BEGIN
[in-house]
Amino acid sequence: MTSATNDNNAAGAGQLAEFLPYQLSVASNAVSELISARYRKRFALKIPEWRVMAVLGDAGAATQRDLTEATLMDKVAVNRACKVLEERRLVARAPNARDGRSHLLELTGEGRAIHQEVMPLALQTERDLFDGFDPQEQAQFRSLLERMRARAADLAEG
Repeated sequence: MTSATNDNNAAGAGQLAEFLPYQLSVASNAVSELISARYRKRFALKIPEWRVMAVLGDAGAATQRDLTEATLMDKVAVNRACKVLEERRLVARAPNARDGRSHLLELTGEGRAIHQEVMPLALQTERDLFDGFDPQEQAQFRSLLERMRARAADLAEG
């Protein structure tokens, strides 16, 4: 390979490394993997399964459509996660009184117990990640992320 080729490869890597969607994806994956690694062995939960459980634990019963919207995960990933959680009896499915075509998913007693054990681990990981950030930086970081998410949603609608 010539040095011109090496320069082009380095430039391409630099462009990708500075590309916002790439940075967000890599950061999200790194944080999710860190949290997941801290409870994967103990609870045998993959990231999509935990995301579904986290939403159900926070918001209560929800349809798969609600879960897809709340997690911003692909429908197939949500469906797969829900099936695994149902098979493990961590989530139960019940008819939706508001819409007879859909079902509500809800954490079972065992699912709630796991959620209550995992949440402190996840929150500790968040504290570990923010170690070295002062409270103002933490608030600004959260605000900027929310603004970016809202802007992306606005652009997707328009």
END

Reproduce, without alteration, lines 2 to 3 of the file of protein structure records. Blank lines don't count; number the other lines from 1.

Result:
Amino acid sequence: MTSATNDNNAAGAGQLAEFLPYQLSVASNAVSELISARYRKRFALKIPEWRVMAVLGDAGAATQRDLTEATLMDKVAVNRACKVLEERRLVARAPNARDGRSHLLELTGEGRAIHQEVMPLALQTERDLFDGFDPQEQAQFRSLLERMRARAADLAEG
Repeated sequence: MTSATNDNNAAGAGQLAEFLPYQLSVASNAVSELISARYRKRFALKIPEWRVMAVLGDAGAATQRDLTEATLMDKVAVNRACKVLEERRLVARAPNARDGRSHLLELTGEGRAIHQEVMPLALQTERDLFDGFDPQEQAQFRSLLERMRARAADLAEG